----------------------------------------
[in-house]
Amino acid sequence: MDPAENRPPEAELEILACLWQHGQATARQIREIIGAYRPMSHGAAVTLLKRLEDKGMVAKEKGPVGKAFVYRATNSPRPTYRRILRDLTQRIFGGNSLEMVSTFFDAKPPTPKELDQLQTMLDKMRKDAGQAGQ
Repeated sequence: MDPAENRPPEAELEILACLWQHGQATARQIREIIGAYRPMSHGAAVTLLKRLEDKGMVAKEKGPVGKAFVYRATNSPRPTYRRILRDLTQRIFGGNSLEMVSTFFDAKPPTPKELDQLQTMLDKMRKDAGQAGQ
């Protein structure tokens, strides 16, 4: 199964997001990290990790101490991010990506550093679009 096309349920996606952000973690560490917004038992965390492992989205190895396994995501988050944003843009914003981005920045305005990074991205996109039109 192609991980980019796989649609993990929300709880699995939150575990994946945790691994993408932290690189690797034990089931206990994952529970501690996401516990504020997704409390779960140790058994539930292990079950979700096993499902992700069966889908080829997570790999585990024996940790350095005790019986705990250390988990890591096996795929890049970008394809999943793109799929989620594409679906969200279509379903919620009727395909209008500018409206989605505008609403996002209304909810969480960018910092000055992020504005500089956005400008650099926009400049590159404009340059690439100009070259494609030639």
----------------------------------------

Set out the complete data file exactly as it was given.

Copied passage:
[in-house]
Amino acid sequence: MDPAENRPPEAELEILACLWQHGQATARQIREIIGAYRPMSHGAAVTLLKRLEDKGMVAKEKGPVGKAFVYRATNSPRPTYRRILRDLTQRIFGGNSLEMVSTFFDAKPPTPKELDQLQTMLDKMRKDAGQAGQ
Repeated sequence: MDPAENRPPEAELEILACLWQHGQATARQIREIIGAYRPMSHGAAVTLLKRLEDKGMVAKEKGPVGKAFVYRATNSPRPTYRRILRDLTQRIFGGNSLEMVSTFFDAKPPTPKELDQLQTMLDKMRKDAGQAGQ
């Protein structure tokens, strides 16, 4: 199964997001990290990790101490991010990506550093679009 096309349920996606952000973690560490917004038992965390492992989205190895396994995501988050944003843009914003981005920045305005990074991205996109039109 192609991980980019796989649609993990929300709880699995939150575990994946945790691994993408932290690189690797034990089931206990994952529970501690996401516990504020997704409390779960140790058994539930292990079950979700096993499902992700069966889908080829997570790999585990024996940790350095005790019986705990250390988990890591096996795929890049970008394809999943793109799929989620594409679906969200279509379903919620009727395909209008500018409206989605505008609403996002209304909810969480960018910092000055992020504005500089956005400008650099926009400049590159404009340059690439100009070259494609030639």